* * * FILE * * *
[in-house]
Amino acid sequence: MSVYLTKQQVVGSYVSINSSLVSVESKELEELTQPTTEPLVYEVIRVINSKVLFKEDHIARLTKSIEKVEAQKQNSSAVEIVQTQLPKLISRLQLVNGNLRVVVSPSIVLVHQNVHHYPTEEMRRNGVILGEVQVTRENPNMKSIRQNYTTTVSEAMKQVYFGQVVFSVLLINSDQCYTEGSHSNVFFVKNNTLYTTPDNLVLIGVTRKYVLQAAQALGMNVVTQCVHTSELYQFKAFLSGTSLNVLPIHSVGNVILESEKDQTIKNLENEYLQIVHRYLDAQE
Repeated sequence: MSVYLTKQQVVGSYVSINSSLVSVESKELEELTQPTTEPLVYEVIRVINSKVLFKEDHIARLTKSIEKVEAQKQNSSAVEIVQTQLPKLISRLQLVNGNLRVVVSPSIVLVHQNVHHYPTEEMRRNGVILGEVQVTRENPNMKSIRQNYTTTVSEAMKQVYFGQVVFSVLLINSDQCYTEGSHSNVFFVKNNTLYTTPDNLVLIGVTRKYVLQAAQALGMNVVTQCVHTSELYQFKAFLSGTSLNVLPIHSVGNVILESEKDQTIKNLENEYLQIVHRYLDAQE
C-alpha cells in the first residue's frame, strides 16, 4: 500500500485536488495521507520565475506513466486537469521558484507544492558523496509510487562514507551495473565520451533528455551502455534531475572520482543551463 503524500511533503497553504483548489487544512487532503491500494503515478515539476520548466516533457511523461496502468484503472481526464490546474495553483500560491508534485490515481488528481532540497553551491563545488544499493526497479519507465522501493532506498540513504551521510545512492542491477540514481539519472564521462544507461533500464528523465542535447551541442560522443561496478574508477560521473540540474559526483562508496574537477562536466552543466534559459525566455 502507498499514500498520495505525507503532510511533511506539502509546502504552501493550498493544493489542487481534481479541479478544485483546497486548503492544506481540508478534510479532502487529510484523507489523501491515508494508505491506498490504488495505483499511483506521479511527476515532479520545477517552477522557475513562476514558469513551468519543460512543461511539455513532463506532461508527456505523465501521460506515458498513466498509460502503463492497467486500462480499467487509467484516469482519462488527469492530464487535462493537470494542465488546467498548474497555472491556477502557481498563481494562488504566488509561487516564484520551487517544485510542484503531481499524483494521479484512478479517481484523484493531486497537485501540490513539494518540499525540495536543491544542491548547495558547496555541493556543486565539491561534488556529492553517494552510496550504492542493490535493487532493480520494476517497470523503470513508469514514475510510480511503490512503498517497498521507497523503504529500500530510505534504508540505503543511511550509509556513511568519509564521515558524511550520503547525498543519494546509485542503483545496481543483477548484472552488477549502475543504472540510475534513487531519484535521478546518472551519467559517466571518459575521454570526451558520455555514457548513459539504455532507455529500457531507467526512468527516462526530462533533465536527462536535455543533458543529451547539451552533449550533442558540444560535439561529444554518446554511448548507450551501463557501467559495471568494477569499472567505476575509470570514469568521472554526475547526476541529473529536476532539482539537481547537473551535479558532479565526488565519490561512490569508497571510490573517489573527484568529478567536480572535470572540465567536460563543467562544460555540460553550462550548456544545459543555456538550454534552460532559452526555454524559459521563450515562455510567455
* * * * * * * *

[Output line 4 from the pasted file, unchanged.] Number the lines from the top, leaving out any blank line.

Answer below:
C-alpha cells in the first residue's frame, strides 16, 4: 500500500485536488495521507520565475506513466486537469521558484507544492558523496509510487562514507551495473565520451533528455551502455534531475572520482543551463 503524500511533503497553504483548489487544512487532503491500494503515478515539476520548466516533457511523461496502468484503472481526464490546474495553483500560491508534485490515481488528481532540497553551491563545488544499493526497479519507465522501493532506498540513504551521510545512492542491477540514481539519472564521462544507461533500464528523465542535447551541442560522443561496478574508477560521473540540474559526483562508496574537477562536466552543466534559459525566455 502507498499514500498520495505525507503532510511533511506539502509546502504552501493550498493544493489542487481534481479541479478544485483546497486548503492544506481540508478534510479532502487529510484523507489523501491515508494508505491506498490504488495505483499511483506521479511527476515532479520545477517552477522557475513562476514558469513551468519543460512543461511539455513532463506532461508527456505523465501521460506515458498513466498509460502503463492497467486500462480499467487509467484516469482519462488527469492530464487535462493537470494542465488546467498548474497555472491556477502557481498563481494562488504566488509561487516564484520551487517544485510542484503531481499524483494521479484512478479517481484523484493531486497537485501540490513539494518540499525540495536543491544542491548547495558547496555541493556543486565539491561534488556529492553517494552510496550504492542493490535493487532493480520494476517497470523503470513508469514514475510510480511503490512503498517497498521507497523503504529500500530510505534504508540505503543511511550509509556513511568519509564521515558524511550520503547525498543519494546509485542503483545496481543483477548484472552488477549502475543504472540510475534513487531519484535521478546518472551519467559517466571518459575521454570526451558520455555514457548513459539504455532507455529500457531507467526512468527516462526530462533533465536527462536535455543533458543529451547539451552533449550533442558540444560535439561529444554518446554511448548507450551501463557501467559495471568494477569499472567505476575509470570514469568521472554526475547526476541529473529536476532539482539537481547537473551535479558532479565526488565519490561512490569508497571510490573517489573527484568529478567536480572535470572540465567536460563543467562544460555540460553550462550548456544545459543555456538550454534552460532559452526555454524559459521563450515562455510567455